Volume 10, Issue 8 p. 617-625

Thiazolidinediones and the preservation of β-cell function, cellular proliferation and apoptosis

Michael Decker

Michael Decker

Department of Medicine, University of California, Irvine, Medical Center, Orange, CA, USA

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Heather Hofflich

Heather Hofflich

Department of Medicine, University of California, Irvine, Medical Center, Orange, CA, USA

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Alan N. Elias

Corresponding Author

Alan N. Elias

Department of Medicine, University of California, Irvine, Medical Center, Orange, CA, USA

Alan N. Elias, MD, Division of Endocrinology, Diabetes and Metabolism, Department of Medicine, UCI Medical Center, 101 The City Drive South, Orange, CA 92868, USA.
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First published: 10 July 2008
Citations: 17

Abstract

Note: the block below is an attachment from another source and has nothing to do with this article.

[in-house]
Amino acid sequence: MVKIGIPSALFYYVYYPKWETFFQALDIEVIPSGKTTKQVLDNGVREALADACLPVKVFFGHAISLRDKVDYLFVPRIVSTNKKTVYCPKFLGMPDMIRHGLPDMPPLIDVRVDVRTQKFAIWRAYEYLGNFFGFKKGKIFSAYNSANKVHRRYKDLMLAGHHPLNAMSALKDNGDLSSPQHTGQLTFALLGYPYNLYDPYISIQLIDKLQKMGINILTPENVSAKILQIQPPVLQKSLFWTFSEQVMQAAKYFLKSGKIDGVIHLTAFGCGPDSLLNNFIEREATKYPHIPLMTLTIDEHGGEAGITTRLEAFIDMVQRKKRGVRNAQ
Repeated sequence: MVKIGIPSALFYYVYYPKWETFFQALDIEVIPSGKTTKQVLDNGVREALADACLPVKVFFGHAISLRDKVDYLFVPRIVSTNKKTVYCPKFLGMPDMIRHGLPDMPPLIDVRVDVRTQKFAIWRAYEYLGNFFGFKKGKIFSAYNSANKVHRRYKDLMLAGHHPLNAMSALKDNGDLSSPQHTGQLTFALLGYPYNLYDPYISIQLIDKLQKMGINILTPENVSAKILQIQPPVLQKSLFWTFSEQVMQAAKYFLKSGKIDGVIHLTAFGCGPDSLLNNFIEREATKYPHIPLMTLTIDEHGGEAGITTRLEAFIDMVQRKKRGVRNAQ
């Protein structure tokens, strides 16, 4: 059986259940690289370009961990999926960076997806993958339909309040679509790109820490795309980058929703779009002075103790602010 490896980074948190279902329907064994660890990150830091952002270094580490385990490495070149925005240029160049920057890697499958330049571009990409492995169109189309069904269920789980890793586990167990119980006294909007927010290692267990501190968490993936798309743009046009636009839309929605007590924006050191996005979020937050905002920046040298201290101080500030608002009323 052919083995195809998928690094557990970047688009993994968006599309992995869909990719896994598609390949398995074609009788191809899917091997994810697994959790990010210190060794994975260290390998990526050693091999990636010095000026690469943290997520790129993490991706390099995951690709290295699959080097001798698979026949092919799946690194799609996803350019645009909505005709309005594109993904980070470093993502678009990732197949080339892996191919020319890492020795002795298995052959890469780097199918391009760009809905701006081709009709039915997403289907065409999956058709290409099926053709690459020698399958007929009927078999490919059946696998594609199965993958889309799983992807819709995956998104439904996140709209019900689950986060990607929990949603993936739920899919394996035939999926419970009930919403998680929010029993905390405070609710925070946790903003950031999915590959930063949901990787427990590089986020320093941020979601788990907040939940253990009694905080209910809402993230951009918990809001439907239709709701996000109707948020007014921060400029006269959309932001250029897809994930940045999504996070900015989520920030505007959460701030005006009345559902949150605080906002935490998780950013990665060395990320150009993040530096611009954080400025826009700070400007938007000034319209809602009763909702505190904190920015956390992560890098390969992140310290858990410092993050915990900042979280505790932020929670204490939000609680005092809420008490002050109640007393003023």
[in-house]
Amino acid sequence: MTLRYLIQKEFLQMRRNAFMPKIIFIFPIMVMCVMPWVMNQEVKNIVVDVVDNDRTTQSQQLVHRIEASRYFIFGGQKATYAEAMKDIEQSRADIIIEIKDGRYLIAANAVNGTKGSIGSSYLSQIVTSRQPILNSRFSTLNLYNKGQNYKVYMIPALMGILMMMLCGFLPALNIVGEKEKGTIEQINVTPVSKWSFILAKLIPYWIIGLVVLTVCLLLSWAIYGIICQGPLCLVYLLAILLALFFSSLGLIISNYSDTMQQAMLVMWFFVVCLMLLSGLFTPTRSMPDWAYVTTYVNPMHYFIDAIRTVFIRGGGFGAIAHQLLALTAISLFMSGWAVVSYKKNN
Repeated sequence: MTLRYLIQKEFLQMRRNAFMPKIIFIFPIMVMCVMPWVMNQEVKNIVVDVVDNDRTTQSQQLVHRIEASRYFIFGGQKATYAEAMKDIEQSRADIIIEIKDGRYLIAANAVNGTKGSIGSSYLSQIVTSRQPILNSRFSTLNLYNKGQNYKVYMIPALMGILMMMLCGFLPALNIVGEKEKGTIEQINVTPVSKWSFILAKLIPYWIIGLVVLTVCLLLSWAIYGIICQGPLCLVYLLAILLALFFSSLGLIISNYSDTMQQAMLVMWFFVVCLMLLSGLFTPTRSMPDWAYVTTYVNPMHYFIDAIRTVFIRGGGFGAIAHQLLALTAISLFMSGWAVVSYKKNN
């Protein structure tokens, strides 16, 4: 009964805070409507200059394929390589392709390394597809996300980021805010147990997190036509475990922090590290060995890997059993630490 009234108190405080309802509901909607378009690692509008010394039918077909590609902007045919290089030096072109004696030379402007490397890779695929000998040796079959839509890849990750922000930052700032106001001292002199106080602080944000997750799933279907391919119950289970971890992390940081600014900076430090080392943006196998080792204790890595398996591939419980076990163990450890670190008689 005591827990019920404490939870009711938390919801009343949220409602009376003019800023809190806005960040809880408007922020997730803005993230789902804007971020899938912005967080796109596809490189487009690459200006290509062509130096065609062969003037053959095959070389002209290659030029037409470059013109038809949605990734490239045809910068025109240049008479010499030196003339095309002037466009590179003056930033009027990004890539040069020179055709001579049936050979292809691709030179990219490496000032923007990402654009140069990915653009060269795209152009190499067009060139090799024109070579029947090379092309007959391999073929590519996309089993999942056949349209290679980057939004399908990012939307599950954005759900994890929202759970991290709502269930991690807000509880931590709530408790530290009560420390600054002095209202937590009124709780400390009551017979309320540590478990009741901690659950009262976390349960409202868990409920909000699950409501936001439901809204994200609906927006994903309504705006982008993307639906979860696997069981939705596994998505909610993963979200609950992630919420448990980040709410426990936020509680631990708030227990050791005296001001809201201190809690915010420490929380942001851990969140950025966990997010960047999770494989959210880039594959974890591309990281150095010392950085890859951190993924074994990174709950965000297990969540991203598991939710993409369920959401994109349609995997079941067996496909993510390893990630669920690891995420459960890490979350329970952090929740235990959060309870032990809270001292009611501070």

The thiazolidinediones (TZDs) or glitazones are pharmaceutical agents that have profound effects on energy expenditure and conservation. They also exert significant anti-inflammatory effects and influence cell proliferation and cell death. The drugs are primarily used in clinical practice in the treatment of patients with type 2 diabetes mellitus, a disorder of insulin resistance that occurs when the pancreatic β-cells are unable to produce adequate amounts of insulin to maintain euglycaemia. Loss of pancreatic β-cell function in type 2 diabetes is progressive and often precedes overt diabetes by 10 years or more, as was shown by the United Kingdom Prospective Diabetes Study. Any therapeutic or preventive approach that would limit or reverse loss of β-cell function in diabetes would have profound effects on the morbidity associated with this widespread disease. Evidence suggesting a potential role of TZDs in preserving β-cell function in type 2 diabetes as well as the ability of these agents to exert anti-inflammatory and proapoptotic anticancer effects, and their ability to promote cellular proliferation in various organs is reviewed.